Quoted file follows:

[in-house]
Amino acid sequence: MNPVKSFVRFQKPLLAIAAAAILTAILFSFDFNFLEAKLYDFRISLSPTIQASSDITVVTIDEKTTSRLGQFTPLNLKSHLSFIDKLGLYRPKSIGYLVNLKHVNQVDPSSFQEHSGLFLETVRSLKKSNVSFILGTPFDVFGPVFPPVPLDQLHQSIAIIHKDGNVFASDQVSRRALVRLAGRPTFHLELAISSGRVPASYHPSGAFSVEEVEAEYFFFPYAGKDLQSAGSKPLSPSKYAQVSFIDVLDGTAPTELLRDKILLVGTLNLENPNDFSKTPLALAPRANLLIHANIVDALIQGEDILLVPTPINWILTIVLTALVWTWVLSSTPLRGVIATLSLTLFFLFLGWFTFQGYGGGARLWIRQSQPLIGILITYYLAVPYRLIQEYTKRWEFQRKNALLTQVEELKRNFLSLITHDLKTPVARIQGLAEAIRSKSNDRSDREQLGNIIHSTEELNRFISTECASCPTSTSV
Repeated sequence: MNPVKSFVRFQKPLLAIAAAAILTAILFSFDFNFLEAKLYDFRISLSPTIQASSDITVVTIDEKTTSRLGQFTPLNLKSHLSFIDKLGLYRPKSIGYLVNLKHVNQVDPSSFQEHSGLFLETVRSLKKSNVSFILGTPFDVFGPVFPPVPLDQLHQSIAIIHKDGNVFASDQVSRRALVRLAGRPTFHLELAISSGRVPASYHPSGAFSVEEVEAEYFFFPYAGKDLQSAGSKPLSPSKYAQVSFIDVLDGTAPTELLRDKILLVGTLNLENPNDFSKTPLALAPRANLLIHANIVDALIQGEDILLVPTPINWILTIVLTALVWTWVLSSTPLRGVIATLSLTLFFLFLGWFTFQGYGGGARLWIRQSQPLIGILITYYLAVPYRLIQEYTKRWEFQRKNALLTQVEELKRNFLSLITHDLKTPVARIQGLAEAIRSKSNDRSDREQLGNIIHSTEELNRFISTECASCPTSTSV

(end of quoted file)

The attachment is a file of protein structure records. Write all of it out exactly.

[in-house]
Amino acid sequence: MNPVKSFVRFQKPLLAIAAAAILTAILFSFDFNFLEAKLYDFRISLSPTIQASSDITVVTIDEKTTSRLGQFTPLNLKSHLSFIDKLGLYRPKSIGYLVNLKHVNQVDPSSFQEHSGLFLETVRSLKKSNVSFILGTPFDVFGPVFPPVPLDQLHQSIAIIHKDGNVFASDQVSRRALVRLAGRPTFHLELAISSGRVPASYHPSGAFSVEEVEAEYFFFPYAGKDLQSAGSKPLSPSKYAQVSFIDVLDGTAPTELLRDKILLVGTLNLENPNDFSKTPLALAPRANLLIHANIVDALIQGEDILLVPTPINWILTIVLTALVWTWVLSSTPLRGVIATLSLTLFFLFLGWFTFQGYGGGARLWIRQSQPLIGILITYYLAVPYRLIQEYTKRWEFQRKNALLTQVEELKRNFLSLITHDLKTPVARIQGLAEAIRSKSNDRSDREQLGNIIHSTEELNRFISTECASCPTSTSV
Repeated sequence: MNPVKSFVRFQKPLLAIAAAAILTAILFSFDFNFLEAKLYDFRISLSPTIQASSDITVVTIDEKTTSRLGQFTPLNLKSHLSFIDKLGLYRPKSIGYLVNLKHVNQVDPSSFQEHSGLFLETVRSLKKSNVSFILGTPFDVFGPVFPPVPLDQLHQSIAIIHKDGNVFASDQVSRRALVRLAGRPTFHLELAISSGRVPASYHPSGAFSVEEVEAEYFFFPYAGKDLQSAGSKPLSPSKYAQVSFIDVLDGTAPTELLRDKILLVGTLNLENPNDFSKTPLALAPRANLLIHANIVDALIQGEDILLVPTPINWILTIVLTALVWTWVLSSTPLRGVIATLSLTLFFLFLGWFTFQGYGGGARLWIRQSQPLIGILITYYLAVPYRLIQEYTKRWEFQRKNALLTQVEELKRNFLSLITHDLKTPVARIQGLAEAIRSKSNDRSDREQLGNIIHSTEELNRFISTECASCPTSTSV